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Moving county offices

EDITOR: I think most people would agree that our county offices are at the end of their life cycle and that a mixed-use complex of multi-story offices and residential units is a noble idea (“County land may host homes,” Tuesday).

Increased traffic in an already congested area might lead community leaders to consider another option. Perhaps it is time to look at the county fairgrounds as an alternative location. There is certainly plenty of land, and perhaps this aging complex should be moved to another location where land values are considerably lower and traffic issues might be more easily mitigated. A location west of Highway 12 between Santa Rosa and Rohnert Park is worthy of consideration.

If the fairgrounds were opened up for development, it might attract developers who would be willing to work with the county to provide a new government complex in exchange for property to build housing units. Building a new, centrally located fairground could be part of the project.

Yes, this would be a massive undertaking, but it could be accomplished without a disruption of county services and would certainly be a welcome upgrade to the old fairground area.

JIM SANNAR

Santa Rosa

Vacation rentals

EDITOR: I recently received a courtesy notice from the county informing me that it had approved another vacation rental in my neighborhood.

That means four of the six homes on this rural Guerneville road have gone from family dwellings to vacation rentals. I am saddened, even angry, but not surprised. A few months ago, when I peeked in at the open house for this dwelling, I heard the Realtors recommending it as a vacation rental.

Meanwhile, our county officials talk about providing more housing for residents, while they are busy giving carte blanche to out-of-town investors who are only interested in taking whatever they can from our struggling communities. Who elects our county officials? Who pays their salaries? The local residents or Bay Area speculators?

When I moved to this neighborhood, every home was either owner-occupied or a long-term rental, with a few used as vacation homes by families who owned them. Now, with this unchecked wave of vacation rental madness, there are fewer and fewer places for residents to rent or buy. Apparently our county supervisors don’t have any interest in putting the brakes to this hemorrhaging of housing stock.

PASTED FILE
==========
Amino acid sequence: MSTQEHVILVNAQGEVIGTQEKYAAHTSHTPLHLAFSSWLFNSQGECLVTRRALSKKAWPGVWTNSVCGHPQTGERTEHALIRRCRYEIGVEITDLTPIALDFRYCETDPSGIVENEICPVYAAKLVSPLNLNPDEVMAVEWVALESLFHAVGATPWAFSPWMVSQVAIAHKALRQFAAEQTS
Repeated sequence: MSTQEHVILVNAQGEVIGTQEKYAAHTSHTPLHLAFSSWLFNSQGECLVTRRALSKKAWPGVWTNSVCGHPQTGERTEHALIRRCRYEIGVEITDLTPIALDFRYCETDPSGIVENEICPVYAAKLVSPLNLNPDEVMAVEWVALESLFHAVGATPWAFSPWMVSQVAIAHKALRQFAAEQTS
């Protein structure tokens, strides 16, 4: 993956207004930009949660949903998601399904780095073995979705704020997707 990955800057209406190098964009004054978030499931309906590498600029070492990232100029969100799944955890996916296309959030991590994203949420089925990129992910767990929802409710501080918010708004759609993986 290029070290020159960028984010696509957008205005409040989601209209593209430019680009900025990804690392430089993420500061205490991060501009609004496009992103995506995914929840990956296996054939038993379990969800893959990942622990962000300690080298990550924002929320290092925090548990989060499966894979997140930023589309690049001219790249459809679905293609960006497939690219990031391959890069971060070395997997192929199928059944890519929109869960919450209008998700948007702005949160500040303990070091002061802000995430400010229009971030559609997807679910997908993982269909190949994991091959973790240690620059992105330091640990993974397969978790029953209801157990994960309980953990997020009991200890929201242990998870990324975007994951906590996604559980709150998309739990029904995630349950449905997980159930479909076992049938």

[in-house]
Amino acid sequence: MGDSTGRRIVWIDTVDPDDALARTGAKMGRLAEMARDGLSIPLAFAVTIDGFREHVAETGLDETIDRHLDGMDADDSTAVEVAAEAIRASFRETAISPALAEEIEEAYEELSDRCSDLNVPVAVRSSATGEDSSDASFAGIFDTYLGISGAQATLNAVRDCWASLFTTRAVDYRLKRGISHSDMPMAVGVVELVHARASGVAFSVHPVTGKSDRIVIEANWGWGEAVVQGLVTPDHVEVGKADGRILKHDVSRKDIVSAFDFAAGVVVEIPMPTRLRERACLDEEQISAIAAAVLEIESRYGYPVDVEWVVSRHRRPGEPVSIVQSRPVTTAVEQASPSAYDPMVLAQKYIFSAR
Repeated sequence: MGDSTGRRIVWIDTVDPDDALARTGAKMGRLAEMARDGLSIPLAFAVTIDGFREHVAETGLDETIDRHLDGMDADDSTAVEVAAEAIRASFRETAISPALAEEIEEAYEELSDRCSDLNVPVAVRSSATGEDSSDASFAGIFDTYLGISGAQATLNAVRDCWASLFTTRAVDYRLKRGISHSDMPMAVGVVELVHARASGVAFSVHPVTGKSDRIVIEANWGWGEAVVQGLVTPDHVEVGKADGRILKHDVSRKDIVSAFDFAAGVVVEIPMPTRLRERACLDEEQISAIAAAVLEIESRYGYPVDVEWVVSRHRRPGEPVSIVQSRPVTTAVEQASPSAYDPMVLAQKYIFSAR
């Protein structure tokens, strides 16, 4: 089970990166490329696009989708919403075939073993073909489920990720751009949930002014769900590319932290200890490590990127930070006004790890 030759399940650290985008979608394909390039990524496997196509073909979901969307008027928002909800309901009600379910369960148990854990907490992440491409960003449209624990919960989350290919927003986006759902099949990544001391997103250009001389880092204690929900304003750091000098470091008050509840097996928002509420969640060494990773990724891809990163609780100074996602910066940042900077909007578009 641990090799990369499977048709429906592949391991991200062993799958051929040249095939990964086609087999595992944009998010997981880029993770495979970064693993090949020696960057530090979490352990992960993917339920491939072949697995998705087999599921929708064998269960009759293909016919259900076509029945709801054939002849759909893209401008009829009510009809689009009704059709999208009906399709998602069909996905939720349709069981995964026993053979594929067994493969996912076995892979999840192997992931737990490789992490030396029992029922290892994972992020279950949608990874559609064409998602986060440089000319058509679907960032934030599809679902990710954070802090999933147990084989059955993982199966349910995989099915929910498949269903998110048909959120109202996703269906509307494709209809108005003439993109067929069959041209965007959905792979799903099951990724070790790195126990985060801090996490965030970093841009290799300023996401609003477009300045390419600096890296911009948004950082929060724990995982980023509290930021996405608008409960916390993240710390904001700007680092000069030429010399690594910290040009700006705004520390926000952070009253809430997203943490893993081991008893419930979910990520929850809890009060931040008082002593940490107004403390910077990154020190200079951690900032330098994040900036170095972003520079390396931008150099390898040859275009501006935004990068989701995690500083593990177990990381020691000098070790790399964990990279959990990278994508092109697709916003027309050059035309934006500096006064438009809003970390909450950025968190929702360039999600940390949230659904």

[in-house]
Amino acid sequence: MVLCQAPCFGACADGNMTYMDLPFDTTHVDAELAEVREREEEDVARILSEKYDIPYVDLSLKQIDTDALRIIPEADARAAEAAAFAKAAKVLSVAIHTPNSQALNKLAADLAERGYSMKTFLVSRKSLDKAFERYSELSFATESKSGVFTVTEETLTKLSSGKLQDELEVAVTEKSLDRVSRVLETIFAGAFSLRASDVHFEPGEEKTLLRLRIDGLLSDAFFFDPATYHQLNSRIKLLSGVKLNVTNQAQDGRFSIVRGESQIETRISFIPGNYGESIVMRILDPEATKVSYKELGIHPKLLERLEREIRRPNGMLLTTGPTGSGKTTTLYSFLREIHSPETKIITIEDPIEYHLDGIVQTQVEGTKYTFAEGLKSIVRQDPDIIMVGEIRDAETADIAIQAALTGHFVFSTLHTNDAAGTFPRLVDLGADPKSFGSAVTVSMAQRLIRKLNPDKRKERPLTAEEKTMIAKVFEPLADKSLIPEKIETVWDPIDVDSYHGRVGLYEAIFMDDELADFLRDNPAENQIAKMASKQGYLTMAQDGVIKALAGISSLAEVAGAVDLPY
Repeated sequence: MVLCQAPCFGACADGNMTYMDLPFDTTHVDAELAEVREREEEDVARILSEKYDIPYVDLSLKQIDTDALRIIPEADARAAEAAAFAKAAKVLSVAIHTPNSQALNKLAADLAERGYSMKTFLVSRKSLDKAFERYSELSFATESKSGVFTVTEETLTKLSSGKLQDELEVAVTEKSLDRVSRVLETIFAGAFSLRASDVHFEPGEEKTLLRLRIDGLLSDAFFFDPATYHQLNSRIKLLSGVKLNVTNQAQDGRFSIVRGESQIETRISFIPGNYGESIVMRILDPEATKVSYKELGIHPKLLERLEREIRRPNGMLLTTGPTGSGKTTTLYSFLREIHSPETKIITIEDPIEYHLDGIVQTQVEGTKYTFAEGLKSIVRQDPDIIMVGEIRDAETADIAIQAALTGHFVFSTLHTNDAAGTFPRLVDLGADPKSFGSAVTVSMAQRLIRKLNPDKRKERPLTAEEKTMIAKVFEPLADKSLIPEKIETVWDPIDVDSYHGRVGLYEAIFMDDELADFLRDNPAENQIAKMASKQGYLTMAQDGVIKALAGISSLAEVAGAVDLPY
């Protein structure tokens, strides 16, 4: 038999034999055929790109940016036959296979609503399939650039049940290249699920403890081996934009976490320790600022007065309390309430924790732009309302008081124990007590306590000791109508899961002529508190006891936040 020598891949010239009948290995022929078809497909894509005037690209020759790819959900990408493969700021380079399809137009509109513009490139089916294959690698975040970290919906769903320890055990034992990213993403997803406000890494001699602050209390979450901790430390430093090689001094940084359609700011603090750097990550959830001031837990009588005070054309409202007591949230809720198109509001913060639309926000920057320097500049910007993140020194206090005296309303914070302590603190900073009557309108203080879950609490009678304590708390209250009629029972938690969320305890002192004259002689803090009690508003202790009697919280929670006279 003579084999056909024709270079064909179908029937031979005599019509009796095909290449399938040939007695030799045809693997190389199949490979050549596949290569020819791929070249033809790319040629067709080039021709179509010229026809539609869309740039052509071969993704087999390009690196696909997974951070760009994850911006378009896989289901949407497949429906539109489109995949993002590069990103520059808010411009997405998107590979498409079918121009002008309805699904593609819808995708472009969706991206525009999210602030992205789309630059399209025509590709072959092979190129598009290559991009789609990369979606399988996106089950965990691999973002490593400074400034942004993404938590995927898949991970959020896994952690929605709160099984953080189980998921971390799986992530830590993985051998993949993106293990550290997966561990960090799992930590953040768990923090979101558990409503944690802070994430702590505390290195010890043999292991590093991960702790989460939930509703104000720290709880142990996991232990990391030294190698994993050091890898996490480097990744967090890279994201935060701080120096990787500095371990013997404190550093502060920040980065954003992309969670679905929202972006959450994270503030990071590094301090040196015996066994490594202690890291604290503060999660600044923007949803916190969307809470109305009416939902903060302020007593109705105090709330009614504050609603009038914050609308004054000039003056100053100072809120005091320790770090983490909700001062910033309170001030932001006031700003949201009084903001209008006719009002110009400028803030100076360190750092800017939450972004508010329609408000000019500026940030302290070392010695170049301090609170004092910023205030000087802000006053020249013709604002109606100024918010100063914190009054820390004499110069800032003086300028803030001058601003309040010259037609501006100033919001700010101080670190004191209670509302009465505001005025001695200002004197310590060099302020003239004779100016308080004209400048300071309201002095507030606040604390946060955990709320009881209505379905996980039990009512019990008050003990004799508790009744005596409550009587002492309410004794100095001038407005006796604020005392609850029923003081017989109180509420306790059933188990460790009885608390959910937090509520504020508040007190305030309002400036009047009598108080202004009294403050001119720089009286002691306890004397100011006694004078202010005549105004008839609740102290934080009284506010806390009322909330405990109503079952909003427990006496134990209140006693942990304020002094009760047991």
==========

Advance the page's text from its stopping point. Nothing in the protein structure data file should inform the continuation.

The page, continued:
LOIS PEARLMAN

Guerneville

Discourteous drivers

EDITOR: I am concerned about the lack of courtesy and good judgment shown by some drivers on Sonoma County roads. I assume that there are a variety of reasons why some people drive below the speed limit under ideal road and weather conditions. Many of these drivers fail to use turn-outs to let motorist driving the speed limit pass. This causes an unnecessary back up and frustration.

There are times when I am able to legally pass these drivers, but drivers increase their speed, making it dangerous for myself, them and others on the road. If you are going to drive slower than the speed limit and not move over to let cars pass, please don’t do something dangerous and downright stupid.

SUSAN TEEL

Bodega Bay

Mutz’s track record

EDITOR: I retired from the Los Angeles Police Department and have lived in Sonoma County for 30 years. While I didn’t have the honor of serving directly under Capt. John Mutz, I am very familiar with his record. I read the letter from the past president of the Sonoma County Deputy Sheriffs’ Association (“Choosing a sheriff,” Letters, April 27), and I want to set the record straight.

First, Mutz was transferred to the Foothill Division a few weeks before the Rodney King beating. More important, before people began filming these incidents there was no interest in reform from chiefs or sheriffs (or deputies’ associations) anywhere. This incident and its aftermath were awful, but afterward the LAPD had to reform. This gave Mutz an opening to introduce and lead the changes he had been trying to make.

Mark Essick is suddenly in favor of accountability, standing up for immigrants, diversity. What has he been doing the past 20 years while no one was looking?

Mutz has been a champion of reform, transparency and community engagement for more than 25 years. It would be great if the Sonoma Sheriff’s Office could start that now. Please join me in voting for John Mutz on June 5.

TONY PIAZZA

Rohnert Park

Misunderstood introverts

EDITOR: Sunday’s articles about the candidates for sheriff (“Bringing change”) gave us a pretty good synopsis of them all, but how Mark Essick described past Sheriff Steve Freitas is my topic here.

“Essick said he and other managers felt stifled under Freitas, an introvert skilled with budgets who avoided layoffs,” the article said.

Here is an example of not understanding the nature of introverts. Essick makes it sound like there’s something wrong about being an introvert, like it’s a negative trait. Our society seems to operate in the extrovert mode while more than 25 percent of the people are, by nature, introverts.

There are a lot of misconceptions regarding introverts. Society benefits from both introverts and extroverts. A few of the most successful introverts in history include Albert Einstein, Rosa Parks, Bill Gates, Steven Spielberg, Barack Obama and Abraham Lincoln. Perhaps this would be a good time for a Press Democrat writer to clear up these misconceptions?

BILL KRUMBEIN

Santa Rosa

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